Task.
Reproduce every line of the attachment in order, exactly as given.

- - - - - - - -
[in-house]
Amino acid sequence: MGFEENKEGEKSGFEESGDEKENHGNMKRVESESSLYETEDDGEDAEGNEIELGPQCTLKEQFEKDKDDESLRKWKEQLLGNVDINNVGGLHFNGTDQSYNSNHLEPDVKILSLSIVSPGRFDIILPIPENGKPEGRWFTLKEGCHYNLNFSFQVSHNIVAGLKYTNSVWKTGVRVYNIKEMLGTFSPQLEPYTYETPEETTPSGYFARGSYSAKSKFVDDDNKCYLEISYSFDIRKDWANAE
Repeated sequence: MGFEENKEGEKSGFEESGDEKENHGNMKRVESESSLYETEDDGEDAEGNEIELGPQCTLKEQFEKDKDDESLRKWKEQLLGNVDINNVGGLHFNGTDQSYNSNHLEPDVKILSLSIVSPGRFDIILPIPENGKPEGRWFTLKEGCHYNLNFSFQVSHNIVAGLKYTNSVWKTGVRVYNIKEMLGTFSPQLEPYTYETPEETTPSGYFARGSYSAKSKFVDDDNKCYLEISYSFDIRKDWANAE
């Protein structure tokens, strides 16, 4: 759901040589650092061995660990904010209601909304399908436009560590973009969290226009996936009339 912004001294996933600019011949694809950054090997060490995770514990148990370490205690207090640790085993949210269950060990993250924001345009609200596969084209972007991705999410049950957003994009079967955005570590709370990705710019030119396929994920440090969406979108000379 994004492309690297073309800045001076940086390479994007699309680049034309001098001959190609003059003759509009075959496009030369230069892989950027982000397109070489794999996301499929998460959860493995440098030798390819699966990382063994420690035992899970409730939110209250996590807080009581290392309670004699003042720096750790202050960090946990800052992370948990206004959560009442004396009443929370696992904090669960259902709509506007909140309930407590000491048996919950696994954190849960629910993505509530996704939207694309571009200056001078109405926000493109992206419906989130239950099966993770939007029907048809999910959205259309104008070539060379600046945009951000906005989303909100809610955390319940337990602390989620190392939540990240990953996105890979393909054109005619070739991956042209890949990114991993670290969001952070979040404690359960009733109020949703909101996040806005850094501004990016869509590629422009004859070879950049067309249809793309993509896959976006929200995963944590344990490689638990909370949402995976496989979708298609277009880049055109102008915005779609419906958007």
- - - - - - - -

[in-house]
Amino acid sequence: MGFEENKEGEKSGFEESGDEKENHGNMKRVESESSLYETEDDGEDAEGNEIELGPQCTLKEQFEKDKDDESLRKWKEQLLGNVDINNVGGLHFNGTDQSYNSNHLEPDVKILSLSIVSPGRFDIILPIPENGKPEGRWFTLKEGCHYNLNFSFQVSHNIVAGLKYTNSVWKTGVRVYNIKEMLGTFSPQLEPYTYETPEETTPSGYFARGSYSAKSKFVDDDNKCYLEISYSFDIRKDWANAE
Repeated sequence: MGFEENKEGEKSGFEESGDEKENHGNMKRVESESSLYETEDDGEDAEGNEIELGPQCTLKEQFEKDKDDESLRKWKEQLLGNVDINNVGGLHFNGTDQSYNSNHLEPDVKILSLSIVSPGRFDIILPIPENGKPEGRWFTLKEGCHYNLNFSFQVSHNIVAGLKYTNSVWKTGVRVYNIKEMLGTFSPQLEPYTYETPEETTPSGYFARGSYSAKSKFVDDDNKCYLEISYSFDIRKDWANAE
């Protein structure tokens, strides 16, 4: 759901040589650092061995660990904010209601909304399908436009560590973009969290226009996936009339 912004001294996933600019011949694809950054090997060490995770514990148990370490205690207090640790085993949210269950060990993250924001345009609200596969084209972007991705999410049950957003994009079967955005570590709370990705710019030119396929994920440090969406979108000379 994004492309690297073309800045001076940086390479994007699309680049034309001098001959190609003059003759509009075959496009030369230069892989950027982000397109070489794999996301499929998460959860493995440098030798390819699966990382063994420690035992899970409730939110209250996590807080009581290392309670004699003042720096750790202050960090946990800052992370948990206004959560009442004396009443929370696992904090669960259902709509506007909140309930407590000491048996919950696994954190849960629910993505509530996704939207694309571009200056001078109405926000493109992206419906989130239950099966993770939007029907048809999910959205259309104008070539060379600046945009951000906005989303909100809610955390319940337990602390989620190392939540990240990953996105890979393909054109005619070739991956042209890949990114991993670290969001952070979040404690359960009733109020949703909101996040806005850094501004990016869509590629422009004859070879950049067309249809793309993509896959976006929200995963944590344990490689638990909370949402995976496989979708298609277009880049055109102008915005779609419906958007």